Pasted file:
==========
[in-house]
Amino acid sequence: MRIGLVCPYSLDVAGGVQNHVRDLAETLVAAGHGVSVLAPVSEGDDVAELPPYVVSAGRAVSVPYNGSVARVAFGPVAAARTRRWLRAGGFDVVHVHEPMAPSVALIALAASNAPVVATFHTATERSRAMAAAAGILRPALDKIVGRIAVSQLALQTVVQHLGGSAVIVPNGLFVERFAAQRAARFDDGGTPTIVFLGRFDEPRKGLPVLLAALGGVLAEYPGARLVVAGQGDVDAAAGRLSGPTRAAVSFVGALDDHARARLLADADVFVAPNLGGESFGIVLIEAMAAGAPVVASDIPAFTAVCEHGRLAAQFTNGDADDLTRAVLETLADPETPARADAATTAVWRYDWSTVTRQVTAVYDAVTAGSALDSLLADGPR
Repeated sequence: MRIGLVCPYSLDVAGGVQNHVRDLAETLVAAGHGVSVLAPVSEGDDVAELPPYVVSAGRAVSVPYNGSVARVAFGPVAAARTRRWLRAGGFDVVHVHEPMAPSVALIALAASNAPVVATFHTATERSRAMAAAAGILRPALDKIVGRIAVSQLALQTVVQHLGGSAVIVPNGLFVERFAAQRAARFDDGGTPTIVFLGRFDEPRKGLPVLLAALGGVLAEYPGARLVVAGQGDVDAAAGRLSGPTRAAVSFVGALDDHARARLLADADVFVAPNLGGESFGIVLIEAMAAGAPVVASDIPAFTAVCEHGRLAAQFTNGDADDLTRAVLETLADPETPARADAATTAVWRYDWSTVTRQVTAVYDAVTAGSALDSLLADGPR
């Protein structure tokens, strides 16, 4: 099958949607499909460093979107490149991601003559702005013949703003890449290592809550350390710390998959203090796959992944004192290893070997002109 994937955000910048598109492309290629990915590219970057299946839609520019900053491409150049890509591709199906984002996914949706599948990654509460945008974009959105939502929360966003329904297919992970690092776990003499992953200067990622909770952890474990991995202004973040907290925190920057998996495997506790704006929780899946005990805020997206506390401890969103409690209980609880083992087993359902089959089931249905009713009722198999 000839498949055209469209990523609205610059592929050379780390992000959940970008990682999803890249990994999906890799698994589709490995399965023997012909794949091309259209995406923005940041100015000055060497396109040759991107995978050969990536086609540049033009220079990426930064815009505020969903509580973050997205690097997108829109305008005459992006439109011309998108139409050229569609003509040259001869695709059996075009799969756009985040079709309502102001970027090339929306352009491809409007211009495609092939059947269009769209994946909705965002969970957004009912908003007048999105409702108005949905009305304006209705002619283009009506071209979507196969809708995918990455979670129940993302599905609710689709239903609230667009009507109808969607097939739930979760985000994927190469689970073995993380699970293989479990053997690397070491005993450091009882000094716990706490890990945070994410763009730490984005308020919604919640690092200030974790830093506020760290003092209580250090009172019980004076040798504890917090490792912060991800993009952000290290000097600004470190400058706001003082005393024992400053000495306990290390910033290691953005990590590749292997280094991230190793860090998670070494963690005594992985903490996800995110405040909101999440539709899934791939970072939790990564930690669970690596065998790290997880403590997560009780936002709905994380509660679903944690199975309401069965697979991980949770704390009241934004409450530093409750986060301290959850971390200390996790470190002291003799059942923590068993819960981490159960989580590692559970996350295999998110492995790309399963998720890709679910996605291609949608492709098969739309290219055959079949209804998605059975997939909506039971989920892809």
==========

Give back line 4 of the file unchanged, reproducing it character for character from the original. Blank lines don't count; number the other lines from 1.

């Protein structure tokens, strides 16, 4: 099958949607499909460093979107490149991601003559702005013949703003890449290592809550350390710390998959203090796959992944004192290893070997002109 994937955000910048598109492309290629990915590219970057299946839609520019900053491409150049890509591709199906984002996914949706599948990654509460945008974009959105939502929360966003329904297919992970690092776990003499992953200067990622909770952890474990991995202004973040907290925190920057998996495997506790704006929780899946005990805020997206506390401890969103409690209980609880083992087993359902089959089931249905009713009722198999 000839498949055209469209990523609205610059592929050379780390992000959940970008990682999803890249990994999906890799698994589709490995399965023997012909794949091309259209995406923005940041100015000055060497396109040759991107995978050969990536086609540049033009220079990426930064815009505020969903509580973050997205690097997108829109305008005459992006439109011309998108139409050229569609003509040259001869695709059996075009799969756009985040079709309502102001970027090339929306352009491809409007211009495609092939059947269009769209994946909705965002969970957004009912908003007048999105409702108005949905009305304006209705002619283009009506071209979507196969809708995918990455979670129940993302599905609710689709239903609230667009009507109808969607097939739930979760985000994927190469689970073995993380699970293989479990053997690397070491005993450091009882000094716990706490890990945070994410763009730490984005308020919604919640690092200030974790830093506020760290003092209580250090009172019980004076040798504890917090490792912060991800993009952000290290000097600004470190400058706001003082005393024992400053000495306990290390910033290691953005990590590749292997280094991230190793860090998670070494963690005594992985903490996800995110405040909101999440539709899934791939970072939790990564930690669970690596065998790290997880403590997560009780936002709905994380509660679903944690199975309401069965697979991980949770704390009241934004409450530093409750986060301290959850971390200390996790470190002291003799059942923590068993819960981490159960989580590692559970996350295999998110492995790309399963998720890709679910996605291609949608492709098969739309290219055959079949209804998605059975997939909506039971989920892809």